1. Twenty-eight normal and splenectomized rabbits were injected intravenously or intraperitoneally for from 7 to 14 courses of 4 biweekly injections with erythrocytes of BALB/c, C57B, and DBA inbred strains of mice.

  2. Antisera collected after each course of injections were examined for hemolysin and agglutinin titers as well as their ability to produce anemia in mice. Ability of the antiserum to hemolyze erythrocytes in vivo and in vitro (the hemolytic ratio) was compared.

  3. The three immunologic activities could not be detected in the serum of normal rabbits. They rose rapidly and significantly after the first two courses of injections. With few exceptions, the peaks of in vitro and in vivo reacting antibodies were reached after from three to four courses; thereafter, the in vivo activity decreased steadily, while the in vitro titers were maintained or increased. This dissociation pattern was less distinct or was absent in sera of intravenously injected splenectomized and previously immunized rabbits, and of intact rabbits injected intraperitoneally.

  4. Although the immunologic activity of antisera of rabbits injected with erythrocytes from different strains of mice was different in potency, the pattern of in vivo and in vitro dissociation was similar.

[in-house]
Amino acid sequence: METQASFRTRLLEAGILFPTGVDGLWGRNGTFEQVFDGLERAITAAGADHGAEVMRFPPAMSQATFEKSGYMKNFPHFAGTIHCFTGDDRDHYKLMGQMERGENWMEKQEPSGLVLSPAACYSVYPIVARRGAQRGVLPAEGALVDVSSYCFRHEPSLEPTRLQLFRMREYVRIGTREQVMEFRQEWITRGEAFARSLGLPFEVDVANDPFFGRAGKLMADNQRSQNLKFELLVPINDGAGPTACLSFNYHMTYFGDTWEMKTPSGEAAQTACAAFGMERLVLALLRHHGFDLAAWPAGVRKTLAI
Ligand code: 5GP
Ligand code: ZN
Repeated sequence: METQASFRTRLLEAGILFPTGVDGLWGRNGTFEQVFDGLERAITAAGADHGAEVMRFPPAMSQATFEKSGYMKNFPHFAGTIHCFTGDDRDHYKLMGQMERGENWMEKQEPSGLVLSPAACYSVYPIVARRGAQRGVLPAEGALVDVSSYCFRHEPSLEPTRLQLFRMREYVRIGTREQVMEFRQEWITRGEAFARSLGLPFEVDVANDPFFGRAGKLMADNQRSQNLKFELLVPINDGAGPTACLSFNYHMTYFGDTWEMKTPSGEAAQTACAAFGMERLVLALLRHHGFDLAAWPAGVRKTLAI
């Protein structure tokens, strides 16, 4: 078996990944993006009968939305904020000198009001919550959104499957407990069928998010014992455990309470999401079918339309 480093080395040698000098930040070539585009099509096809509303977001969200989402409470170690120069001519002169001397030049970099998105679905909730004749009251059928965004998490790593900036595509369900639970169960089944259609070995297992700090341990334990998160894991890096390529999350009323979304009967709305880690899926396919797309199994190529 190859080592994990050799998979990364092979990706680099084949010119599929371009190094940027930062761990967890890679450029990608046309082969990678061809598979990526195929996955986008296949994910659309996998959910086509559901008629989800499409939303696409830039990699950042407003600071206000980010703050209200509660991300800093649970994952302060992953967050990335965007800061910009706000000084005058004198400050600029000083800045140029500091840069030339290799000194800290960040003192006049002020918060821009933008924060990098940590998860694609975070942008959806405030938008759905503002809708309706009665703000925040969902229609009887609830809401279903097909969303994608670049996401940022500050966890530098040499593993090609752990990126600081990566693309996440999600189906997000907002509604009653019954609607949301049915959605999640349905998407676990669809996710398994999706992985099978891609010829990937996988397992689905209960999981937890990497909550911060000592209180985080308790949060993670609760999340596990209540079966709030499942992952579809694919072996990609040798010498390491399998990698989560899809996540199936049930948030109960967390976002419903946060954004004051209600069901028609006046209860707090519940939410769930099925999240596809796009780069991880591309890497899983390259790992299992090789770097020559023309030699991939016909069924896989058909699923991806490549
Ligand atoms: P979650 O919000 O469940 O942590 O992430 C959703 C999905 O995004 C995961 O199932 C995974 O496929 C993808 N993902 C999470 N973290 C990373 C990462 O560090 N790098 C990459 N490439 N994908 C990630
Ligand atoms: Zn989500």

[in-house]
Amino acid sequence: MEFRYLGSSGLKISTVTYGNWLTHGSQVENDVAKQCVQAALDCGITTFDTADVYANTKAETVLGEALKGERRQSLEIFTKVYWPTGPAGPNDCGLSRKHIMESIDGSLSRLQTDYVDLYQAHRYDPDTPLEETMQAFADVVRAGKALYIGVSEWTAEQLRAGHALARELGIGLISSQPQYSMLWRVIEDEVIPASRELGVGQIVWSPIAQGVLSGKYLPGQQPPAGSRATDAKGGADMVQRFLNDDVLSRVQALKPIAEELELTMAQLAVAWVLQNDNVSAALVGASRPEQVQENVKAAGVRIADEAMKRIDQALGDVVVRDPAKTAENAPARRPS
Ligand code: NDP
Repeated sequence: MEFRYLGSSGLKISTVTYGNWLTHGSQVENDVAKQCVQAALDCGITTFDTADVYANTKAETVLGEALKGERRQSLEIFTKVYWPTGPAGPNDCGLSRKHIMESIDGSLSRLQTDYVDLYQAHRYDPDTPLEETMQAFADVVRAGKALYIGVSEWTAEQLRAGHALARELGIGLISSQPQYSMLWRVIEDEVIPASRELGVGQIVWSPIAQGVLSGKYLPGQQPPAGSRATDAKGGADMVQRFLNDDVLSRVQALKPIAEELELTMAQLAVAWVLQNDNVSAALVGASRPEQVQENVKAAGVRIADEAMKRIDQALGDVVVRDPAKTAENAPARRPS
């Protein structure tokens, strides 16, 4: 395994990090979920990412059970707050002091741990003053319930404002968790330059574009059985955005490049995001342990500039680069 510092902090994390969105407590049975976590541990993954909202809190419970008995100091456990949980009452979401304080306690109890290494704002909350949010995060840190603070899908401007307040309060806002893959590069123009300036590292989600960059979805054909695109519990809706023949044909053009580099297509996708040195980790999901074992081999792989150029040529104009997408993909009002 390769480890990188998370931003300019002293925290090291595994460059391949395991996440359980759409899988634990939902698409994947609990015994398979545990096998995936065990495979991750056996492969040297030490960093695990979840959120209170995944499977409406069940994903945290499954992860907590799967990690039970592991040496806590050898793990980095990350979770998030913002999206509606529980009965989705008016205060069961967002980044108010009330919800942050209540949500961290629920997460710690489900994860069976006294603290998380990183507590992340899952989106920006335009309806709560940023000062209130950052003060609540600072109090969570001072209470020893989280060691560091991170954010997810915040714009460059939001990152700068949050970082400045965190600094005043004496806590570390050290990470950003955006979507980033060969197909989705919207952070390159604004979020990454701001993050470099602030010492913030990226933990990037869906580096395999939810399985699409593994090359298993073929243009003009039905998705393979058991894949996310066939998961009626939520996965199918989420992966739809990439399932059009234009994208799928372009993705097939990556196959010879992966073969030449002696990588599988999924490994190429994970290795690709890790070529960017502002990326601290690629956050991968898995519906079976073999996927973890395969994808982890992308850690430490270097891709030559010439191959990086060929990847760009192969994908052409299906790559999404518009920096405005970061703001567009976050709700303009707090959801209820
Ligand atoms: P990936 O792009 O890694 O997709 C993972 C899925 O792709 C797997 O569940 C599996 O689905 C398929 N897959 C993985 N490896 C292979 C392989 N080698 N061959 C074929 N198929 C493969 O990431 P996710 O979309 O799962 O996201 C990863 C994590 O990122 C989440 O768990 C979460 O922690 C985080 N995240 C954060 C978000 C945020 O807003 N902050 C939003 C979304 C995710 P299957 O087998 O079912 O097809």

5. Antisera of rabbits injected intraperitoneally showed much lower immunologic activity than those of intravenously injected rabbits and reached their peaks only after six courses of injections.

  6. After prolonged immunization, antisera of splenectomized rabbits showed a tendency to regain their in vivo potency while their in vitro activity was decreasing.

  7. Responses of previously immunized rabbits to a single reinjection of erythrocytes were determined by the intervals since the preceding series of immunization; they were totally unresponsive after 1 month, selectively responsive after 3 months, and showed a transient exaggerated response after 6 months.

  8. Hemolytic ratio which expresses numerically the differences in the relative activity of antisera in vivo as compared with in vitro illustrates clearly the similarities and differences in rabbits under different experimental conditions, and in different stages of immunization. It may be that differences in the distribution of cells and tissues which participate in the production of the various antibodies are a determining factor.

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